Working mothers often struggle with various degrees of guilt. As a working mother, I’m not completely immune. However, some of the best advice I ever received was from my children’s preschool teacher, Peg. One morning while I was dropping off my daughter at school, I lingered a bit longer than usual in the doorway, teary-eyed because I was heading into a trial and would be gone a few days. Peg politely, but authoritatively, backed me out the door. She looked me straight in the eye and told me there are millions of working mothers doing a great job raising their kids. She then added, “Why on earth would you ever feel bad about making living for your family?” I’ve repeated that story to many working mothers over the years and it seems to resonate every time I tell it. Working hard not only provides great opportunities and experience for my family, but I’m setting a great example for my children (boys and girls) that if they work hard, they have a right to dream big.

Several years ago, one of my direct reports came to me in a panic. She was pregnant with her first child and was convinced that she could not be a good mom and succeed at work. After listening to her definition of a good mom, it was clear that she had one particular vision of what qualifies someone for that status. I told her to broaden her perspective because good mothering comes in all different forms. I told her she can be whatever kind of mom she wanted to be; she doesn’t need to follow a stereotype. Her panic lifted as we continued to speak. Now, two kids later, she is an excellent mother with a successful career. She’s told me often that she has repeated my advice to many expecting and new working mothers.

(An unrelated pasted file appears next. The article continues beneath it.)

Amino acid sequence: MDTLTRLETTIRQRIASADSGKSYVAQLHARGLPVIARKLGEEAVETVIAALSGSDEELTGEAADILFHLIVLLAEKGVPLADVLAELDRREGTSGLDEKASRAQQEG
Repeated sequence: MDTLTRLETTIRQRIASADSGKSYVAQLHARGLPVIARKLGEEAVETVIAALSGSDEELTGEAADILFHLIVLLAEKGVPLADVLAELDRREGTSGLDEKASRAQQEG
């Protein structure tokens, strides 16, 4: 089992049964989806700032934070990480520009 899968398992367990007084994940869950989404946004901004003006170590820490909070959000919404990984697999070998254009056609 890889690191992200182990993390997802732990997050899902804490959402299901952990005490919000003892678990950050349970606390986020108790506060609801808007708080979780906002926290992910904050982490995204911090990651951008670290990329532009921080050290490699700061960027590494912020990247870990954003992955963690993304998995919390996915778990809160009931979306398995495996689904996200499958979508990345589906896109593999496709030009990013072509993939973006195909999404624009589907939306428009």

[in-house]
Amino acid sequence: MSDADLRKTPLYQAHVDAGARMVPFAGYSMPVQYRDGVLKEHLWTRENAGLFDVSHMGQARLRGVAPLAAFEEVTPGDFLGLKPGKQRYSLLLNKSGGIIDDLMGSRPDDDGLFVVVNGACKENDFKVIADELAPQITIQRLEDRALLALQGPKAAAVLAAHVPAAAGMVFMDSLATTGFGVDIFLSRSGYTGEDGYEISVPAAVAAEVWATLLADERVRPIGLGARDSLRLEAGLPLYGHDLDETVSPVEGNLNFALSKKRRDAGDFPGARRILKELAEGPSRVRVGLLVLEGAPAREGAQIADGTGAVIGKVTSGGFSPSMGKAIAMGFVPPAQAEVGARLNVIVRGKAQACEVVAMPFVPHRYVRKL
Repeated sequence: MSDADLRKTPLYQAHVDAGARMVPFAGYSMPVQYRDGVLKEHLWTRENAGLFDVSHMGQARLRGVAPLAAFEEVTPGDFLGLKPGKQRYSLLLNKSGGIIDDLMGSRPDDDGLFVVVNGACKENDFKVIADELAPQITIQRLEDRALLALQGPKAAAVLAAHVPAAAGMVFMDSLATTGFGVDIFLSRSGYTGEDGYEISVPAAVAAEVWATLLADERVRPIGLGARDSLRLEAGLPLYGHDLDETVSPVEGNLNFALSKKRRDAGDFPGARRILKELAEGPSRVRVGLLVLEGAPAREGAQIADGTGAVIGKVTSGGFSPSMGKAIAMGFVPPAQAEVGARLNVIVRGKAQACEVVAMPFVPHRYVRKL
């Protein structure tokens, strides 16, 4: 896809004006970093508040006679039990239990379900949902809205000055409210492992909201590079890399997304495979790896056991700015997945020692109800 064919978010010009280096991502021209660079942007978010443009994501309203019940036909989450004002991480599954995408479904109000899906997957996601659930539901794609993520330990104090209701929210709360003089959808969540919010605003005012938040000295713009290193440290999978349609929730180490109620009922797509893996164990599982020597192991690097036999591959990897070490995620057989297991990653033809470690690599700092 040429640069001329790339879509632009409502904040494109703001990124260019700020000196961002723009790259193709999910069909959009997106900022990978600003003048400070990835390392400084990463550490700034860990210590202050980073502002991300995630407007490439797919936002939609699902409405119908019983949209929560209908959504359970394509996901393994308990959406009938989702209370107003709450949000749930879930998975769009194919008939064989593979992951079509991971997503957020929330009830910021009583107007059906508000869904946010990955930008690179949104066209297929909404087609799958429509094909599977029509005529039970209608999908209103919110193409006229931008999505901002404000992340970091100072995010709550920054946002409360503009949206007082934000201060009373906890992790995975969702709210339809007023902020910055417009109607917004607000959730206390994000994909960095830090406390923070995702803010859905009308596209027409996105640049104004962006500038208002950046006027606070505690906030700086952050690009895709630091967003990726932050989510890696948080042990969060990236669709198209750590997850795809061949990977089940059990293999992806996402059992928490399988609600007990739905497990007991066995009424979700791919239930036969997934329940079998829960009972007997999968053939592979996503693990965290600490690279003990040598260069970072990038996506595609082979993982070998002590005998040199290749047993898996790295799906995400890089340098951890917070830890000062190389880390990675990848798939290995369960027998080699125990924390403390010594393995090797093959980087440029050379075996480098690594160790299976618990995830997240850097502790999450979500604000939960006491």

As a working mother, I often have people ask me how I get everything done. My answer is that it’s about constant prioritization and re-prioritization throughout each day. I have a lot of balls in the air, but I know which ones are glass and cannot be dropped, but I also know which ones are rubber, will bounce, and be caught on the way back up. I have so much respect for all mothers, working or non-working, who are working hard to raise the next generation of extraordinary contributors.

How has education affected your career?

At both universities, I was fortunate to have great teachers who focused on critical-thinking skills necessary for success in almost any field. I’m a firm believer that you can do anything with a law degree.

Is there a role model who has had a profound impact on your career and/or life? What did he/she motivate you to do?

My parents are great role models. They made education a priority and lived our family values of hard work, integrity, accountability, and service. My husband is also a great role model; he is in a completely different line of work and he always adds a fresh perspective on almost any topic.